The decision seemed fairly obvious. Sit Josh Allen and let Matt Barkley play the entire way when the Buffalo Bills face the New York Jets Sunday.
There's nothing to gain and, potentially, a whole lot to lose considering the game is a meaningless regular-season finale and a wild-card playoff encounter awaits at Houston or Kansas City the following weekend.
Nevertheless, Allen is due to play against the Jets. Somehow, coach Sean McDermott and General Manager Brandon Beane see a reward in going this route at the most critical position that figures to have the greatest influence on whether the Bills advance in the postseason.
I, for one, am having a hard time finding it through all of the risk.
"Well, I mean, there's risk in practice, there's risk driving around, especially up here in the snow," Allen told reporters on Tuesday. "There's risk all over the place. We get paid to play this game. That's our job to go out there and play it, so we're not thinking of injuries or anything like that. We're just trying to go get another win."
McDermott wouldn't specify how long Allen and other starters would be on the field, other than mentioning Barkley would receive playing time. Allen was equally vague on the quarterback plan.
Regardless, this amounts to a glorified preseason game. The result counts in the standings, but the Bills remain a fifth seed in the AFC playoffs no matter the outcome.
The question is how will McDermott and Beane approach it? Is it going to be similar to a first preseason game, where starters typically play a series, if at all? Or a second preseason game, where starters usually play a quarter? Or a third preseason game, whether starters tend to play a half and sometimes into the third quarter?
"Whether I'm in there for one series, the half, three quarters, whatever it is, we want to go out there and execute how we know how to execute," Allen said.
That sounded like a good, leaderlike thing for him to say.
The problem is that if Allen is in the game for a series or a half, what is the point? There's no case to be made that the action will have even the slightest benefit to how he performs against the Texans or Chiefs. For all intents and purposes, Allen can accomplish just as much in practice as he will in facing the Jets.
In fact, there's a stronger case to be made that for however long Allen is on the field Sunday, his chances for injury are greater than perhaps they would be against a different opponent. The Jets' defensive coordinator is Gregg Williams, the former Bills coach who has a reputation for being highly aggressive with blitzes and coaching his defenders to push the envelope – and go beyond – when it comes to making contact with the quarterback.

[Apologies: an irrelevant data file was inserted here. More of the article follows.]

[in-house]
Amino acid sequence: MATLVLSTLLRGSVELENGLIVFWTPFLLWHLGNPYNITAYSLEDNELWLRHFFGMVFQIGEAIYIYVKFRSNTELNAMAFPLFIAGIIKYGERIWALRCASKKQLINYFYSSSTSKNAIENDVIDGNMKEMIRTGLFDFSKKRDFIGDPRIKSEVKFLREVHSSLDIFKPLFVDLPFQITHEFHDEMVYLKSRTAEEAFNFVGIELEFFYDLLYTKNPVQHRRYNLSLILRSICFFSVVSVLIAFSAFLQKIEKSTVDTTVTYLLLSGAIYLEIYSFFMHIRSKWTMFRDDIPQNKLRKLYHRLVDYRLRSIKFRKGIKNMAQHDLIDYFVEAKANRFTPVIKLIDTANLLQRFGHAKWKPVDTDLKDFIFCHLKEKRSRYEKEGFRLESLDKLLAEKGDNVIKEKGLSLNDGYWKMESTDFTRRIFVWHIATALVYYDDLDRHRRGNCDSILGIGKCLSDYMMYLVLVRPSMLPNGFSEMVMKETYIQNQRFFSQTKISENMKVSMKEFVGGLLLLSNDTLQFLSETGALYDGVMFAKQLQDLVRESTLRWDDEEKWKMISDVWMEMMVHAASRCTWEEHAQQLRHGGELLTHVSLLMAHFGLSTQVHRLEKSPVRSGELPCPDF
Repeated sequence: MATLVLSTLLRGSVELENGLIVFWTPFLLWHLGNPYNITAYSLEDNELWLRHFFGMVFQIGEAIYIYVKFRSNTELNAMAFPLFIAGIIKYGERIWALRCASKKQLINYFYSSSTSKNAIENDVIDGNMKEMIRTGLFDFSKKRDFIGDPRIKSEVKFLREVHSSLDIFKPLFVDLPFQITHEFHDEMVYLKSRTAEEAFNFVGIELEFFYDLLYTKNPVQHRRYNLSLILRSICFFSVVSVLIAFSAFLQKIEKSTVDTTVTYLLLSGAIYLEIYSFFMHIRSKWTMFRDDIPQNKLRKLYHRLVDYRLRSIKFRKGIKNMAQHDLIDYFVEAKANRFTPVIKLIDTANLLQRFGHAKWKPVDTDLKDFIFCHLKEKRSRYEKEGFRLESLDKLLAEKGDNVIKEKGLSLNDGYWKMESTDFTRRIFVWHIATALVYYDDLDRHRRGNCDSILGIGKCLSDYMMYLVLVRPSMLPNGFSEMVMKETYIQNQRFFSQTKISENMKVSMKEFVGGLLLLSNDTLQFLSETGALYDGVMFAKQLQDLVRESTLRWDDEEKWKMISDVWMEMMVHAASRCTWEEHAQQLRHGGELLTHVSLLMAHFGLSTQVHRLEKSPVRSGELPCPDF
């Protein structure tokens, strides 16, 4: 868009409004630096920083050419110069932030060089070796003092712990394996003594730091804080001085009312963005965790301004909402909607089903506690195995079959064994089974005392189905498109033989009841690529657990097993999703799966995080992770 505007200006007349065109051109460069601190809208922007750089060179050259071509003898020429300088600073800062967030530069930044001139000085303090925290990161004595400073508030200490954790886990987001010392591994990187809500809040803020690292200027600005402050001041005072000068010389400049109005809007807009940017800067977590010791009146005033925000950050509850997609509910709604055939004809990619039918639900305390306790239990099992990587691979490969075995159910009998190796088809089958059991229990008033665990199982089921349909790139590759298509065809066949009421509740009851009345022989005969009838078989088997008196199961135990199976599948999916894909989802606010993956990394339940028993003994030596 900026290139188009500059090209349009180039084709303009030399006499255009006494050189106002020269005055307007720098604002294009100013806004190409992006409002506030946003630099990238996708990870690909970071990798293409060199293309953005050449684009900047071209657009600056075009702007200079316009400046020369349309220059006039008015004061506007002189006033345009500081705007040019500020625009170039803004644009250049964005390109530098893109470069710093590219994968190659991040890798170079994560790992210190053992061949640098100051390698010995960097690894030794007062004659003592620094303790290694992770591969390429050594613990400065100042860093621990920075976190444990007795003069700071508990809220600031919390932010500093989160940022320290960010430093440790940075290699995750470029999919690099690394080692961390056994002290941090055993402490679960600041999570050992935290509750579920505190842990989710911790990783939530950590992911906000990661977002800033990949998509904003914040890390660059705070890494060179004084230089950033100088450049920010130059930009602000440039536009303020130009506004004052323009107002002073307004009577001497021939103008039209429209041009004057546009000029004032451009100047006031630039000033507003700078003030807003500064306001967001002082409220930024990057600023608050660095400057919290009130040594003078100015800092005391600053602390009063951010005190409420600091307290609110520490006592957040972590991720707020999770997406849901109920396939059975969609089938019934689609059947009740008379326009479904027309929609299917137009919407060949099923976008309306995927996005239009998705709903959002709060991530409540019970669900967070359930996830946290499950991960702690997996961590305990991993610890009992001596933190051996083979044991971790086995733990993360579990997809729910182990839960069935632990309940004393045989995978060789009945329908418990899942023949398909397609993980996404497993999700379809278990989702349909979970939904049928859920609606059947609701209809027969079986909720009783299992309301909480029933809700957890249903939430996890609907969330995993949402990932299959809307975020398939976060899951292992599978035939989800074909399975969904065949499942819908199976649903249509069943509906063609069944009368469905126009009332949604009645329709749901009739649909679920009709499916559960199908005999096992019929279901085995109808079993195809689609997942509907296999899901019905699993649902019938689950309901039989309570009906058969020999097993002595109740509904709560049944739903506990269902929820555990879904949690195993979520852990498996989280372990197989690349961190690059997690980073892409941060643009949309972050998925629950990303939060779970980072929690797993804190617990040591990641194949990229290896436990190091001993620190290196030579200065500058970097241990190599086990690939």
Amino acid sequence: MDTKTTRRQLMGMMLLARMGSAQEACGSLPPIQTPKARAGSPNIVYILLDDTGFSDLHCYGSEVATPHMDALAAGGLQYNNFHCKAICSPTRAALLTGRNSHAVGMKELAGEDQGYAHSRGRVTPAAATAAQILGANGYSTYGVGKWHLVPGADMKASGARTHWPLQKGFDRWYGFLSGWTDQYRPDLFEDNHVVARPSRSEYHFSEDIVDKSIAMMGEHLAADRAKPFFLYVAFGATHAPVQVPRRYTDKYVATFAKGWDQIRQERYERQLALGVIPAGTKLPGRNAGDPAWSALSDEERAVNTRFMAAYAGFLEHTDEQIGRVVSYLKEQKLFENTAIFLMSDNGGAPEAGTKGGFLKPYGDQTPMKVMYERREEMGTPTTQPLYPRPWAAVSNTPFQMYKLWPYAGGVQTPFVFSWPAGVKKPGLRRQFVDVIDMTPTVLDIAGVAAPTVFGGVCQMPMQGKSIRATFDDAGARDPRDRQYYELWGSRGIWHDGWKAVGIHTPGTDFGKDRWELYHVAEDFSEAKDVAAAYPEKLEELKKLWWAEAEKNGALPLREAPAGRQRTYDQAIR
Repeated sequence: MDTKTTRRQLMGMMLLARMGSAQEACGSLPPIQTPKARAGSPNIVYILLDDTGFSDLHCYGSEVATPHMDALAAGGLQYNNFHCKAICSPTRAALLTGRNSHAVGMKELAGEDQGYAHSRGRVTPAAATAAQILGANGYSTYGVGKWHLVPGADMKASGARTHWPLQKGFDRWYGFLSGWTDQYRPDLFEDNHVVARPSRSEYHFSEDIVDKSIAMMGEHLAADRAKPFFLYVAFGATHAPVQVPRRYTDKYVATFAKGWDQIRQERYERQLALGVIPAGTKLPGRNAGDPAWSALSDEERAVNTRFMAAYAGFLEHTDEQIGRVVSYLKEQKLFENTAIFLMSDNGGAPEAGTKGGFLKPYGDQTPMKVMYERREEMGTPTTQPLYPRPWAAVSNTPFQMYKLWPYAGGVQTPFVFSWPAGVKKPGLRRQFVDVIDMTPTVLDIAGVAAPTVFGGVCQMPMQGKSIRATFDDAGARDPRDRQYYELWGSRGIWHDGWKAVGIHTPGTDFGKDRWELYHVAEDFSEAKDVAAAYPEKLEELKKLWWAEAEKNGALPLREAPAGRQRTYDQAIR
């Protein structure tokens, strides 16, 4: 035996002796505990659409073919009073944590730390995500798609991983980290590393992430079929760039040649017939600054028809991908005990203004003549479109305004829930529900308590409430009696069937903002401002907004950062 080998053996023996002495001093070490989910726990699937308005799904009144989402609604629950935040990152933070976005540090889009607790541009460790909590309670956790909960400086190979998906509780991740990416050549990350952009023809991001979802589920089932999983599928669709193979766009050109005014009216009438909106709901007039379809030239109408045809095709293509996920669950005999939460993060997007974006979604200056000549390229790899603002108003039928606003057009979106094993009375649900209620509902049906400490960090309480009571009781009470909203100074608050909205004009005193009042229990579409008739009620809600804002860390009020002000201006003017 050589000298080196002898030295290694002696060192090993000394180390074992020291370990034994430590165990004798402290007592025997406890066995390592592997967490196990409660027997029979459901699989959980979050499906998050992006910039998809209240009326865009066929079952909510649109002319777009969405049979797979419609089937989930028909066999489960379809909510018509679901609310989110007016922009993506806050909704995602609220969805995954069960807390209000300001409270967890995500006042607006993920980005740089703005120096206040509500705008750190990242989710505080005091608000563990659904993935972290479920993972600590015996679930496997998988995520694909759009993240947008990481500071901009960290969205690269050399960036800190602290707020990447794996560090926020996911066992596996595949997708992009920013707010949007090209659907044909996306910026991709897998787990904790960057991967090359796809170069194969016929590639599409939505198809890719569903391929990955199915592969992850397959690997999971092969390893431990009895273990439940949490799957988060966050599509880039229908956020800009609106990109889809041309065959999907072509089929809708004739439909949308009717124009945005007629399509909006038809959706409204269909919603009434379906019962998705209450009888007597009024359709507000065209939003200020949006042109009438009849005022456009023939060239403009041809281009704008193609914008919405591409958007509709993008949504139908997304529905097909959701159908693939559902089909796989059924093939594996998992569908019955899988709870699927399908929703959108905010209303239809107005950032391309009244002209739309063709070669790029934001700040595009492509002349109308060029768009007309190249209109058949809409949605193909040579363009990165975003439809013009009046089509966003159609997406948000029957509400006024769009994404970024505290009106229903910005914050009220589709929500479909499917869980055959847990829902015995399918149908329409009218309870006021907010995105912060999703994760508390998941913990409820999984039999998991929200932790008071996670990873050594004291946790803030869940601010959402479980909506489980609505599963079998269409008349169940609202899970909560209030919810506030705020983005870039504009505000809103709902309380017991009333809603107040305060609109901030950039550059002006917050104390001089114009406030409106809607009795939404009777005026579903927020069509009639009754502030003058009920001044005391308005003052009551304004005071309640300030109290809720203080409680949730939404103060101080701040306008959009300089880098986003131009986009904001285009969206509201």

Williams' involvement with the "Bountygate" scandal in New Orleans, where the NFL suspended him for a year for overseeing a system in which Saints players were paid for causing injuries (ranging from $1,000 for "cart-offs" and $1,500 for "knockouts"), isn't easily forgotten. It remains a large part of his reputation – with former players and coaches saying he operated the same way with the Bills and other previous employers – along with unabashedly boasting he instructed players to give QBs "remember-me" shots.
McDermott acknowledged the Bills took Williams' reputation into consideration when sorting through plans for Sunday.
"That’s been factored in, that’s been discussed, and I don’t want to go any further with that other than to say that you always also factor in who you are playing," McDermott said. "The game has to be played the correct way and that’s where the officials have to do their job, and we respect their job and we expect them to do their job."
"I go out there and play the game like I know how to play it," Allen said. "I don’t go out there and try to get hits. I try to get the ball out quickly and get the ball to our playmakers and let them make some plays."
Keep in mind, this is the same guy who earlier in the day gave each of his offensive linemen a $1,200 Traeger Wood-Fired grill. Suffice it to say, Allen understands the value of being well protected.
His protectors understand what's at stake beyond Sunday and how that elevates the importance of keeping Allen in one piece.
"Definitely," guard Jon Feliciano said.
"We know that the coordinator has a history of doing things and we know that he's, how we would say, an 'aggressive' guy," said tackle Dion Dawkins. "It's just ball. It's just another task for us and just another opportunity to get better."
Apparently, that's what has McDermott and Beane sold on playing Allen and other starters Sunday.
"It's big picture," the coach said. "It's where we are as a team. Certainly, there's a lot of different ways you can go about it. I've been around it and so, where we are for this team this year, and where we're trying to go, we feel like this is the right thing for this team this year in this situation. We have work to do and we're going to continue to work this week to put our team in the best position possible moving forward.
"They're not all going to play the same amount in the game, so we're going to be smart with that. But it's important that we get work in, fundamentally, we get work in, in terms of execution, and we stay sharp, as sharp as can be. ... We try and do what's right for our football team with one goal in mind in every decision we make. And I think we've been consistent with that."
The only way playing Allen on Sunday will be considered "right" for the Bills is if he comes away healthy. There is no alternative.